Back in 2013 I linked to some (not so) surprising facts about social media. Two years is a lot of time and a lot of things has changed since. So here comes 100 social media facts and statistics for 2015. These spread from general statistics to service-specific ones, including Facebook, Twitter, LinkedIn, Instagram, Pinterest, Google+, and others. Unlike many other similar collections, this one actually links to sources for every single fact, and provides an easy one-click share to Twitter button. Here are a few to get you started:
- 189 million Facebook users are ‘mobile only’.
- There are 4 billion daily video views on Facebook.
- 50% of unique LinkedIn visitors access it via mobile.
- There is a 50% average increase in comments when a LinkedIn page post contains a question.
- Over 40 billion photos have been shared on Instagram.
- Google+ has 300 million monthly active users around the world.
- Google+ grows at a rate of 33% each year.
- Average time spent on YouTube per mobile session is 40 minutes.
- There are 300 hours of video uploaded to YouTube every minute.
.. visited Facebook in a single day! I have a hard time wrapping my head around that. I remember the Web before Facebook existed. I remember when Facebook reached a total of billion accounts. And now, we have a billion active daily users. Wow!
Apart from everything else, the amount of engineering that went into creating the platform, growing the features, and keeping it up and running is beyond comprehension.
0 to about 11,000 employees in 11 years. Wow!
Facebook Visual Identity – a fascinating story of how Facebook’s visual identity changed over just a few years, and how much effort went into this. It’s always interesting to see what goes on behind the curtains, as the gradual changes of tiny little details are often difficult to spot.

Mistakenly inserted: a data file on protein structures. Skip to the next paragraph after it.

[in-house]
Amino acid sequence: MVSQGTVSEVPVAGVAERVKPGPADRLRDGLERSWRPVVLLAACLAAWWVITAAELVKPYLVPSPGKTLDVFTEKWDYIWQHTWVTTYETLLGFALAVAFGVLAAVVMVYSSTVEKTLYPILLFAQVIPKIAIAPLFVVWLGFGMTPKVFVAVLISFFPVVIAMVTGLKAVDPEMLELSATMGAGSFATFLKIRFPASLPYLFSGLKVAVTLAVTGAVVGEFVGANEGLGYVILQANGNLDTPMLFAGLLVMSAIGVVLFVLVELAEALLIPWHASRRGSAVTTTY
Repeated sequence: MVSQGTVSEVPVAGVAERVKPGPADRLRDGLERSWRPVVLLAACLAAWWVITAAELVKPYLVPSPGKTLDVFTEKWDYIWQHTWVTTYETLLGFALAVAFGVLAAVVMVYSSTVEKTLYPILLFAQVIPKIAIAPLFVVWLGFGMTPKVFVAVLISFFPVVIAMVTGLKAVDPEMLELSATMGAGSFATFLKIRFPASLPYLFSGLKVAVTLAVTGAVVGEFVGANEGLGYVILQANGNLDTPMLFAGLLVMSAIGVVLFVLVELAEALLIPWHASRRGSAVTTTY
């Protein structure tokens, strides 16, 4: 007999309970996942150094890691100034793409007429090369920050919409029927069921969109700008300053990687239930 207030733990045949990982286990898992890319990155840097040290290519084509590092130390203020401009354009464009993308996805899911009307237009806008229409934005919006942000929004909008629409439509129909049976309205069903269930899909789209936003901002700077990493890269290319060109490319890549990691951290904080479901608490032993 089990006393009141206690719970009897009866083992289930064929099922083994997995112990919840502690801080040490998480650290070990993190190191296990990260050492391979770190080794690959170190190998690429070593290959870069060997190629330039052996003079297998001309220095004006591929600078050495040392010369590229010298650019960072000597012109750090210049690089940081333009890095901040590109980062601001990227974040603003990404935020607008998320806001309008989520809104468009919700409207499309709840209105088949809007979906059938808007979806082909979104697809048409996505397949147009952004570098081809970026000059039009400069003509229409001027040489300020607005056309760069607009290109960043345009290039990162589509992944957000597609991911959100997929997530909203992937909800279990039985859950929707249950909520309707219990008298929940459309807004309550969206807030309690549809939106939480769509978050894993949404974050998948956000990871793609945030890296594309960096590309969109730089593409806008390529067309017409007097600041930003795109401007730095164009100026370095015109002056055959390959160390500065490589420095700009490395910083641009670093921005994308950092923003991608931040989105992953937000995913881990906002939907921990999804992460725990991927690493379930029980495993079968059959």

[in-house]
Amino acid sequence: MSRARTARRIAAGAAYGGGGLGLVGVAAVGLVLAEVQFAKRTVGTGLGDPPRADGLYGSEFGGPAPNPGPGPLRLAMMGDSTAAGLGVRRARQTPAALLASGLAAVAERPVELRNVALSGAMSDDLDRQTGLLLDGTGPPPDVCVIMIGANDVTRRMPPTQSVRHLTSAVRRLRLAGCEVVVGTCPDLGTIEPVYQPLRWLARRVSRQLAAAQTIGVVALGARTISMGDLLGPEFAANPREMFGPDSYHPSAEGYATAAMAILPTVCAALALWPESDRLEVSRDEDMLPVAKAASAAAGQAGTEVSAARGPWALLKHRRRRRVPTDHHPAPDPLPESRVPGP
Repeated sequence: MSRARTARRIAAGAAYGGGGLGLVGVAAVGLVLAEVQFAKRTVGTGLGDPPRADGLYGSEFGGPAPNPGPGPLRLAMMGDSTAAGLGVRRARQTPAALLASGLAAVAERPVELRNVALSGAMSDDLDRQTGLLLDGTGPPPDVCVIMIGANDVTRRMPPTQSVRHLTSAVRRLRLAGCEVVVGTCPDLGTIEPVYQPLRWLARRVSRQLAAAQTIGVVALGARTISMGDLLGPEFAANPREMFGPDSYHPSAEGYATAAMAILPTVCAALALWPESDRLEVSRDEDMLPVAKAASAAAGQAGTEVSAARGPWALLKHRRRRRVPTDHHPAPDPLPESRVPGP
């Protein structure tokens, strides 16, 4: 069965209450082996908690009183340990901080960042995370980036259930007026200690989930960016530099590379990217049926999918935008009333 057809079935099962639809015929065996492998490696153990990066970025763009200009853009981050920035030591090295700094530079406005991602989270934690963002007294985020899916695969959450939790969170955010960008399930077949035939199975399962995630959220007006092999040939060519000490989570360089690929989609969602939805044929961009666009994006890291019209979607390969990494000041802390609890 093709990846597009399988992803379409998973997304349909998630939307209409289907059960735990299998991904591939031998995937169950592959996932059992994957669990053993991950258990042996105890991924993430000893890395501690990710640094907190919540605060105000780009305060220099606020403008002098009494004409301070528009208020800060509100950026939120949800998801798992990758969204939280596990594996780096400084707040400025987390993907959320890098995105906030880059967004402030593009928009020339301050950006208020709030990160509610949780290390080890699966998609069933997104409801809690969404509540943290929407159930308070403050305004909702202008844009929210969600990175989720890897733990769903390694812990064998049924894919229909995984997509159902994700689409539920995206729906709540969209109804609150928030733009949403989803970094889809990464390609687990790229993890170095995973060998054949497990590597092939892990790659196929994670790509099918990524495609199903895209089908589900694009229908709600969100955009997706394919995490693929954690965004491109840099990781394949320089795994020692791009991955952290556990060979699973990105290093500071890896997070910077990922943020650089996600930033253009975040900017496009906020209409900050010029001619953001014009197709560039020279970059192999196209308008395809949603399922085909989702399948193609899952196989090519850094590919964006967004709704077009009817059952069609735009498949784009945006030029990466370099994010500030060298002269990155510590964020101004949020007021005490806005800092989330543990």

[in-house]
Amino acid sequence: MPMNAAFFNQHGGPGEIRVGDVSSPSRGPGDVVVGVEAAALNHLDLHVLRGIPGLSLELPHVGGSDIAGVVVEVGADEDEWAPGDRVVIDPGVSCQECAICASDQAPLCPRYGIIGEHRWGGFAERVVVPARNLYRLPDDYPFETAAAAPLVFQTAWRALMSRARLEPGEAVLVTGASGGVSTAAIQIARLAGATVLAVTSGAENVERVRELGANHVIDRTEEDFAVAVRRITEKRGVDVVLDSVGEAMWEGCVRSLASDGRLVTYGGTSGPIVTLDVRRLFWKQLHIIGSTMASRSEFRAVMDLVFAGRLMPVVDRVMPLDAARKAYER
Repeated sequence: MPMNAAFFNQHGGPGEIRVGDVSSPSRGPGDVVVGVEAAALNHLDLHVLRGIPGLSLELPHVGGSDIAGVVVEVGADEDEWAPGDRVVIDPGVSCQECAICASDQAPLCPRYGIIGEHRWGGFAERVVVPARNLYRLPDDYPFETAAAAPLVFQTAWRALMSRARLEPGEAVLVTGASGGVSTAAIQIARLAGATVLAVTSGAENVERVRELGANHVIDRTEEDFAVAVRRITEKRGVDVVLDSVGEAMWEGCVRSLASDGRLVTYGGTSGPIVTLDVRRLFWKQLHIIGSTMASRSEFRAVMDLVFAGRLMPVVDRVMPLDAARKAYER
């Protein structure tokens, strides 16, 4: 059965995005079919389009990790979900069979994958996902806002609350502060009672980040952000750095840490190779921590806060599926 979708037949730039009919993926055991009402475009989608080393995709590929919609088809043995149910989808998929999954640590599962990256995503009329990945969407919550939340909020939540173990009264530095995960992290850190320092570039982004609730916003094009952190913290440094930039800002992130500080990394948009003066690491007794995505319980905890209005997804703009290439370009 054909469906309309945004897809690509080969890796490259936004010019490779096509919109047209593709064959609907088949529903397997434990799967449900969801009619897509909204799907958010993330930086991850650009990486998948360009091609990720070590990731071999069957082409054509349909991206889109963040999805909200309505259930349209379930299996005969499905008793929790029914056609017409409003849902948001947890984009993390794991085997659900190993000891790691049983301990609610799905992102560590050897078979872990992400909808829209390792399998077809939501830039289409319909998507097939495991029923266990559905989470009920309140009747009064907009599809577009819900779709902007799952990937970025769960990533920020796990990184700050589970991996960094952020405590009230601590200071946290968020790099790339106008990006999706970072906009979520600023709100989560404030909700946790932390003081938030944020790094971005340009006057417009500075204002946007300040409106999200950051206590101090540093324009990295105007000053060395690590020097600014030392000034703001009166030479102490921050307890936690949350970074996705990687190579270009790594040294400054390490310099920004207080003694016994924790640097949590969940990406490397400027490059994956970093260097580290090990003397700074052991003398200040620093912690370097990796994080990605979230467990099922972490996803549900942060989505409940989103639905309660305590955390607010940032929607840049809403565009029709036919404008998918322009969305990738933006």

Cyprus News reports that :
The Paphos District Court has issued an injunction against social media giant Facebook, ordering the company to remove a number of offensive comments posted on a local business profile, aimed at a local man.
The comments, posted on February 4, accuse the man of criminal activities. The original post was still on Facebook on Wednesday morning. It has over 1,000 shares.
Charalambos Savvides of the Ch. P. Savvides & Associates LLC law firm, which handled the case, told the Cyprus Mail that Facebook was not only required to remove the comments but also take steps to ensure that future related comments were taken down immediately.
In-Cyprus has a few more details:
The case concerns comments on Facebook made against a bar owner from Paphos who became the target of a hate campaign which attracted thousands of users who shared and liked the page. The man in question was, according to those who had got the ball rolling on popular social media site, committing various crimes around the town and especially against competing bars.
He was also accused of being a police informant that was getting special protection in the town despite his ‘known illegal activities’.
The man has denied all the allegations against him.
It’ll be interesting to see how this plays out.
Facebook is launching a new app – Hello: